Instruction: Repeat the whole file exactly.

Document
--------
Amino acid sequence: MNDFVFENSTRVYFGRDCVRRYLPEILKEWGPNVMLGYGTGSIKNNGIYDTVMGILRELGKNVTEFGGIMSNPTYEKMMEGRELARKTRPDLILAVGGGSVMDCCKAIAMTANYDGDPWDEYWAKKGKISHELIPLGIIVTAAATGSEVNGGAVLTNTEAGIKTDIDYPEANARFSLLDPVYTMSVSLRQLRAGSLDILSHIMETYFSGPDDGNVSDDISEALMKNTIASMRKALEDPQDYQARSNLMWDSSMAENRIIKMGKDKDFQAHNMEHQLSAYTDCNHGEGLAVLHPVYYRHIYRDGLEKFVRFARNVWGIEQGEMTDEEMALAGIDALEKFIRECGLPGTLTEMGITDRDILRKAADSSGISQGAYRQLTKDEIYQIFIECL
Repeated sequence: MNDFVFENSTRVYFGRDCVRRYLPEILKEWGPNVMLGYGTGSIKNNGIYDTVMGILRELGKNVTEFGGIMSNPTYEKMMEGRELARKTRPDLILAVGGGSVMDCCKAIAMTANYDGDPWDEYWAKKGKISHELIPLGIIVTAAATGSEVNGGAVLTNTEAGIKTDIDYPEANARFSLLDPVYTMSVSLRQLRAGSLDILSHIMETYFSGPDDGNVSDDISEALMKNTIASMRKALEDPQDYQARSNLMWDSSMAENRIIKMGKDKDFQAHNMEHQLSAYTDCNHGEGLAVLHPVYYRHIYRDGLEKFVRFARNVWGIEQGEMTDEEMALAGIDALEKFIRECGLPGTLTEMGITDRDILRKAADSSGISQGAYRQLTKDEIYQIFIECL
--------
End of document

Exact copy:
Amino acid sequence: MNDFVFENSTRVYFGRDCVRRYLPEILKEWGPNVMLGYGTGSIKNNGIYDTVMGILRELGKNVTEFGGIMSNPTYEKMMEGRELARKTRPDLILAVGGGSVMDCCKAIAMTANYDGDPWDEYWAKKGKISHELIPLGIIVTAAATGSEVNGGAVLTNTEAGIKTDIDYPEANARFSLLDPVYTMSVSLRQLRAGSLDILSHIMETYFSGPDDGNVSDDISEALMKNTIASMRKALEDPQDYQARSNLMWDSSMAENRIIKMGKDKDFQAHNMEHQLSAYTDCNHGEGLAVLHPVYYRHIYRDGLEKFVRFARNVWGIEQGEMTDEEMALAGIDALEKFIRECGLPGTLTEMGITDRDILRKAADSSGISQGAYRQLTKDEIYQIFIECL
Repeated sequence: MNDFVFENSTRVYFGRDCVRRYLPEILKEWGPNVMLGYGTGSIKNNGIYDTVMGILRELGKNVTEFGGIMSNPTYEKMMEGRELARKTRPDLILAVGGGSVMDCCKAIAMTANYDGDPWDEYWAKKGKISHELIPLGIIVTAAATGSEVNGGAVLTNTEAGIKTDIDYPEANARFSLLDPVYTMSVSLRQLRAGSLDILSHIMETYFSGPDDGNVSDDISEALMKNTIASMRKALEDPQDYQARSNLMWDSSMAENRIIKMGKDKDFQAHNMEHQLSAYTDCNHGEGLAVLHPVYYRHIYRDGLEKFVRFARNVWGIEQGEMTDEEMALAGIDALEKFIRECGLPGTLTEMGITDRDILRKAADSSGISQGAYRQLTKDEIYQIFIECL